Philip K. Dick was part of the generation of 1950's science-fiction writers who took as their core task the criticism of American popular-culture. Thus there is a frequent recurrence of certain themes in his works: The threat of nuclear war; the evil effects of unbridled capitalism; and the degrading influence of mass-media (especially television). However there is another theme which pervades Dick's work, and is more personal: An obsession with the blurring of reality, dreams and waking confused together, mechanical replicas indistinguishable from their originals, drug-induced hallucinations more real than reality. His books are often structured as a series of unexpected trap doors. You think you know where you are and who is whom, then suddenly the bottom falls out and your certainties are thrown into doubt...
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70 of 75 people found the following review helpful
By A Customer
I read this novel some years after first seeing the film version - "Bladerunner". At first, I was disappointed: I foolishly expected something to resemble the film - but I had forgotten that Dick himself was extremely distressed about the distruction of his plot when the film was made: Hence the book and the film, although based on the same ideas should really be viewed as different stories: Both have a "Bladerunner" chasing after escaped Androids, but there the similarities start to run out.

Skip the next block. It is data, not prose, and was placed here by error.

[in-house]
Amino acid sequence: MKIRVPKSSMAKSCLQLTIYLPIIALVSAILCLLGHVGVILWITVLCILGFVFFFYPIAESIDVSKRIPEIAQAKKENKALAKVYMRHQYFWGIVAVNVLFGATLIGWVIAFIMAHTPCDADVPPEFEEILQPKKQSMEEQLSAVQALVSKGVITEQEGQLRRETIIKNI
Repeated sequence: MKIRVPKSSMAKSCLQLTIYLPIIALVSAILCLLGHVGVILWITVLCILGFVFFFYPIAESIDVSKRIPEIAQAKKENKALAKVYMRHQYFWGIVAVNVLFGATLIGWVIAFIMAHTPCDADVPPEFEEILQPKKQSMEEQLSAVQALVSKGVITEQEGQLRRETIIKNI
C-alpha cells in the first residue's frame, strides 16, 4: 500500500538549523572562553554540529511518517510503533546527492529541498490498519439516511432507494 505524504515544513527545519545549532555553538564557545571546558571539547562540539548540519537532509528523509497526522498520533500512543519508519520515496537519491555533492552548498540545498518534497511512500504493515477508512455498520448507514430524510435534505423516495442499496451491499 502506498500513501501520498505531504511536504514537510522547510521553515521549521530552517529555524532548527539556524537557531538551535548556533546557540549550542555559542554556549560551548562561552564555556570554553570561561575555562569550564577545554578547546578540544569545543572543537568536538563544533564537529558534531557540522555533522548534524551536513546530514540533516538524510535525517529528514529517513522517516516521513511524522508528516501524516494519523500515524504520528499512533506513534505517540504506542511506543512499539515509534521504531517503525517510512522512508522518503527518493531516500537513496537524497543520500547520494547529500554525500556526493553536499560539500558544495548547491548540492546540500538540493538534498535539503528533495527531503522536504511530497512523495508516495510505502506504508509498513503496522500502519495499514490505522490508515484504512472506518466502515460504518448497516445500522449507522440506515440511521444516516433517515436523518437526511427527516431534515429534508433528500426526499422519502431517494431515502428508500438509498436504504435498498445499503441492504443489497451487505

On reflection, I now recognise the book as being an excellent work. The only reason I have awarded it four stars out of five is that I have also read "Ubik" - which is so excellent that I cannot judge "Do Androids..." at 100% in comparison.
The book is more subtle than the film, and includes a lot of Dicks subtle examination of the human condition, which, over the years, had led him to accurately predict several technological innovations to come, not because he was up on technology, but because he knew the sort of thing we'd end up doing. The story contains electric animals, since the real ones have become rather scarce, one of these being the electric sheep owned by the main character, which he pretends is real to save face. One of my favorites is the device which can change your mood: When you don't feel like changing your mood, you can dial in a code to put you in the mood for using the machine! So, given that we are now cloning sheep, I would suggest mood-machines and Androids are on the way.